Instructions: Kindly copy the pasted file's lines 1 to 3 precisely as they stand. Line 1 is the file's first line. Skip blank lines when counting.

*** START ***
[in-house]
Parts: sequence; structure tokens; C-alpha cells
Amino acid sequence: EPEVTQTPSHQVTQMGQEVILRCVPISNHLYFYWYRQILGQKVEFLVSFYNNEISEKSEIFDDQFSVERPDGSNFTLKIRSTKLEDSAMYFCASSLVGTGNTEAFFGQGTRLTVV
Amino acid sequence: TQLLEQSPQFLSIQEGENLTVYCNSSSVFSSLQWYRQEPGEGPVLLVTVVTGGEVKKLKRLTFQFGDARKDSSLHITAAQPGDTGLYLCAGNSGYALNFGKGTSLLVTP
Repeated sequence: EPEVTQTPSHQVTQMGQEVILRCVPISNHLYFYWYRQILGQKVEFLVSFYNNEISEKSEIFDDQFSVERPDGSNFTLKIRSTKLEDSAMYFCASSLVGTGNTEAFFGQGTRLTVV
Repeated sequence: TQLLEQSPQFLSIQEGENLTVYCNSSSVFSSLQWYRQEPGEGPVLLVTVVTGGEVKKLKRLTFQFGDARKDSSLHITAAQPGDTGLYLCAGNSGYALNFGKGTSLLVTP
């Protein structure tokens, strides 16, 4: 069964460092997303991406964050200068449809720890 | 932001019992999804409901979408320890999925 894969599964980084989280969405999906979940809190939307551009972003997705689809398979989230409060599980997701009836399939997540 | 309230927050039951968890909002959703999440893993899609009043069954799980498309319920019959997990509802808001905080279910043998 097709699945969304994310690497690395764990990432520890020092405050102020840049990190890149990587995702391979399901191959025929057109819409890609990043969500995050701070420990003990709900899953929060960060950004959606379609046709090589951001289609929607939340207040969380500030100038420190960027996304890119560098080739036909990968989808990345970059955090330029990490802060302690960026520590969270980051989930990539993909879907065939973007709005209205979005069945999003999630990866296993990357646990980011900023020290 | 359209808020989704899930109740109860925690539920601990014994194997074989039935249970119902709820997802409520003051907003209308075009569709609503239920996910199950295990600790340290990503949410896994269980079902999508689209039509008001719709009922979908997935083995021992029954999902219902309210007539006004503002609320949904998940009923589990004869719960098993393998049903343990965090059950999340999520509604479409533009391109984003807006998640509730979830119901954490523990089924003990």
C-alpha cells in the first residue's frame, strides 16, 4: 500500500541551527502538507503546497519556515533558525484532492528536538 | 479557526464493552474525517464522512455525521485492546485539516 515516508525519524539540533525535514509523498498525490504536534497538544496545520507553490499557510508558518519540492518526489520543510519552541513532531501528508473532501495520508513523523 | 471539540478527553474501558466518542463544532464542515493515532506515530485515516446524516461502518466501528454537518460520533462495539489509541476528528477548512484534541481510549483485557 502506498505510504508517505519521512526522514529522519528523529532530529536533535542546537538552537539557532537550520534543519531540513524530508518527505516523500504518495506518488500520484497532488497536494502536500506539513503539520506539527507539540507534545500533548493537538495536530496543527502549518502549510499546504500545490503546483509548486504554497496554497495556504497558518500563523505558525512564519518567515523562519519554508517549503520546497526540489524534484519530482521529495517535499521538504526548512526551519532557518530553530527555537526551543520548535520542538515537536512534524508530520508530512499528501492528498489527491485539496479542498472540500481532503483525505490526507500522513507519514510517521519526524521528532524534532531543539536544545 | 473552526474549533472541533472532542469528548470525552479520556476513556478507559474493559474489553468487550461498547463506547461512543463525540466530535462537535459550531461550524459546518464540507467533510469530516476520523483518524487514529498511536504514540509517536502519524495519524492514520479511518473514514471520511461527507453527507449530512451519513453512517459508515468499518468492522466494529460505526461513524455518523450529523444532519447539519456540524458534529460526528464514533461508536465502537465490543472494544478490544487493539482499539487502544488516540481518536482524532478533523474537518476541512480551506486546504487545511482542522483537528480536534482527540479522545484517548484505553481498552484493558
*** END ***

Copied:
[in-house]
Parts: sequence; structure tokens; C-alpha cells
Amino acid sequence: EPEVTQTPSHQVTQMGQEVILRCVPISNHLYFYWYRQILGQKVEFLVSFYNNEISEKSEIFDDQFSVERPDGSNFTLKIRSTKLEDSAMYFCASSLVGTGNTEAFFGQGTRLTVV